In this transversal study, factors related to infection with and transmission of Schistosoma mansoni
were explored. Based on stool examinations of two Kato-Katz smears of a single sample, the prevalences of schistosomiasis
and geohelminths were established. In a multivariable analysis, sets of demographic, socio-economic and water
contact pattern variables were tested for strength of relation with infection. Males presented a 3.39-times higher
risk for infection than females. The age groups between 10-19 years and 20-30 years showed risks of infection 7.1-
and 7.5-times higher, respectively, than the control age group between 0-10 years. Individuals practicing leisure
activities had a 1.96-times higher risk than those without these activities. The malacological survey identified snails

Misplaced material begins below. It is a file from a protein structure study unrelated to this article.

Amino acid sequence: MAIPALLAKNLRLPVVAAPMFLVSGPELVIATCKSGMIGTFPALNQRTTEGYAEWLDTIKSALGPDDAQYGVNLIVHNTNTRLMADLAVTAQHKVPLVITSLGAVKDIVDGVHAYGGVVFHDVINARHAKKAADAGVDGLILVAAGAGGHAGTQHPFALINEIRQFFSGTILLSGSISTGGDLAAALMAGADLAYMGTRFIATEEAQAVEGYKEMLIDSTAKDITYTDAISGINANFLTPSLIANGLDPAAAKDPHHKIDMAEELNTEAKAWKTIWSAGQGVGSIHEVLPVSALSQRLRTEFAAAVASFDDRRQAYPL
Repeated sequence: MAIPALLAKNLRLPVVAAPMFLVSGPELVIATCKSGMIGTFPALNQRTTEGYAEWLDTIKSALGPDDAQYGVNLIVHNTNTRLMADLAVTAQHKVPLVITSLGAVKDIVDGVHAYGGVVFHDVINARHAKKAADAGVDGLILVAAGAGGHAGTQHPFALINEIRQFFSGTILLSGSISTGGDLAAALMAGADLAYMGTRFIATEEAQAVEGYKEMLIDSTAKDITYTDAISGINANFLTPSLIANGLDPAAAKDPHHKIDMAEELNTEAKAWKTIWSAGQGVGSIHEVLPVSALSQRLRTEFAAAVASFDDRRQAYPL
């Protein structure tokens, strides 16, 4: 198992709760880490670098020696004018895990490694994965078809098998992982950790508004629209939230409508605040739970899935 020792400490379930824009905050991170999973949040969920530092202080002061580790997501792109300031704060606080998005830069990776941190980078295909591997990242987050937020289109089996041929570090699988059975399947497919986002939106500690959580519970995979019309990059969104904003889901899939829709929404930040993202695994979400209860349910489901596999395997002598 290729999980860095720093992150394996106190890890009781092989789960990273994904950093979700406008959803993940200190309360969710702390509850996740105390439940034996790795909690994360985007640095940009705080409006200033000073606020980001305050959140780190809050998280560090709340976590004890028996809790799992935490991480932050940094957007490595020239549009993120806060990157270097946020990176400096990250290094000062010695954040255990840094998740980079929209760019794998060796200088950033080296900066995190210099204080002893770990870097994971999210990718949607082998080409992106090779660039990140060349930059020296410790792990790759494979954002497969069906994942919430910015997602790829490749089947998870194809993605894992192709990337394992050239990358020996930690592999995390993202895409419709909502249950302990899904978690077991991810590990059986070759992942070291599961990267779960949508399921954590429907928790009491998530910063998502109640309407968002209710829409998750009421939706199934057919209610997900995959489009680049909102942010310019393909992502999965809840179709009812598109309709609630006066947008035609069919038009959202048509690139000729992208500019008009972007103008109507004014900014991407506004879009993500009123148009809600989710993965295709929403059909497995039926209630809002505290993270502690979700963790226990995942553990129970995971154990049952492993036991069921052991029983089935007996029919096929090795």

of the species Biomphalaria glabrata
. Two exemplars of B.
(0.53%) proved positive for S. mansoni
. The socio-economic improvements observed in the locality
suggest a protective and preventive effect towards infection with schistosomiasis, which requires further investigation
with a longitudinal and more detailed study design. Considering our findings, a proposal for an integrated control
program should be based on two pillars: one horizontal, which involves social empowerment and health education,
and another more vertical, which delivers treatment and infrastructure improvements.